Should I tell my children they have different dads? - Advice column

Fiona Caine is a trained counsellor. Here she gives advice on relationships.

Sunday, 16th June 2019, 11:27 am
Updated Tuesday, 18th June 2019, 11:19 am
Fiona Caine gives advice to a mother on explaining he and his sister have different fathers

Q. My husband and I have been married for 16 years. My daughter is 19 and my husband knows she is not his, but he adopted her, and she has his last name.

We also have sons and my husband is definitely their father. However, I am scared about what will happen when they get older and find out? I do NOT want to tell them but am worried that they will find out.

A. Providing your daughter and husband are relaxed about the issue, I see no reason why you shouldn't just tell your sons now in a way that is appropriate for their age. Otherwise, I think you should at the very least accept that they may one day find out, and stop worrying about what will happen when they do.

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If they are attending school, they will have come across many different types of family arrangements, from single parents to large merged families. So, far from being shocked by their own family situation, I think it far more likely that they will simply accept it as perfectly normal.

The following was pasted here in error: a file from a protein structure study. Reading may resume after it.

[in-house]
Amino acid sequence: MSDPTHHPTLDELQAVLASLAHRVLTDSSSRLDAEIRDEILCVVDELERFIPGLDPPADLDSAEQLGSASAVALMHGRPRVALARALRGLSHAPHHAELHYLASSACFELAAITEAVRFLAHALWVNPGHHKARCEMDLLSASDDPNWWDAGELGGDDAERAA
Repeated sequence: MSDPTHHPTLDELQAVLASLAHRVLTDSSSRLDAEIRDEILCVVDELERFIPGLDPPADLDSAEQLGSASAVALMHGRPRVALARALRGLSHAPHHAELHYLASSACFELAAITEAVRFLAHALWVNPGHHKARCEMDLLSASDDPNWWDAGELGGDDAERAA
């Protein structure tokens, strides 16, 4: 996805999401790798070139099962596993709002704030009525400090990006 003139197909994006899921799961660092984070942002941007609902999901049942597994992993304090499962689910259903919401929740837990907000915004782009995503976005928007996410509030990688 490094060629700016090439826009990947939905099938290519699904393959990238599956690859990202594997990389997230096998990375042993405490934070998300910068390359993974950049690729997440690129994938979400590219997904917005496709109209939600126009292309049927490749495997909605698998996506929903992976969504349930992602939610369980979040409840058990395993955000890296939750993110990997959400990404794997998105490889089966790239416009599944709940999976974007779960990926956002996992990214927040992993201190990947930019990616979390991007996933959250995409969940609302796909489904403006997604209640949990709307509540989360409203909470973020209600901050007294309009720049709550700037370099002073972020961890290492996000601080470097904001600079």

Q. My husband left me suddenly a few months back and moved in with his brother. He said he wasn’t sure he loved me any more and that he needed some space.

I have no idea whether someone else is involved but I am suspicious. I’ve told him I love him and want him to come back, but if I try to get him to say what he’s feeling he says I should divorce him and look elsewhere. Despite this we still sleep together.

A. He’s left you with no real explanation, and may or may not be seeing someone else. And as he thinks it’s acceptable to still visit you for sex, it’s disrespectful.

If you let him continue like this, he’s under no pressure to change his behaviour. So, much as you may be reluctant to force this issue, I think you should consider putting a stop to the sex.

Remind him you still love him. Then say that he’s still welcome to visit but only if he’s prepared to talk with you or a Relate counsellor (relate.org.uk) about the problems in your relationship.